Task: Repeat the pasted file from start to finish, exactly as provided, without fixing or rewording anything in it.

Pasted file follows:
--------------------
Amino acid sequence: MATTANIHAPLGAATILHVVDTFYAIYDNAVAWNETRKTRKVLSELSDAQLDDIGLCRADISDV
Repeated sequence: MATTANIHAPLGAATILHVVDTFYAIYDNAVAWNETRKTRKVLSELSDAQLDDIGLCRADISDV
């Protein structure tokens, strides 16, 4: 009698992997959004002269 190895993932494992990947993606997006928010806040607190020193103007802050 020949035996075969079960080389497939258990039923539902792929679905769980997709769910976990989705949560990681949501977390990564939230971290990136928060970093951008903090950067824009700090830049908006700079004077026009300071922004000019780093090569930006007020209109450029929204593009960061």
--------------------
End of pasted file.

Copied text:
Amino acid sequence: MATTANIHAPLGAATILHVVDTFYAIYDNAVAWNETRKTRKVLSELSDAQLDDIGLCRADISDV
Repeated sequence: MATTANIHAPLGAATILHVVDTFYAIYDNAVAWNETRKTRKVLSELSDAQLDDIGLCRADISDV
């Protein structure tokens, strides 16, 4: 009698992997959004002269 190895993932494992990947993606997006928010806040607190020193103007802050 020949035996075969079960080389497939258990039923539902792929679905769980997709769910976990989705949560990681949501977390990564939230971290990136928060970093951008903090950067824009700090830049908006700079004077026009300071922004000019780093090569930006007020209109450029929204593009960061």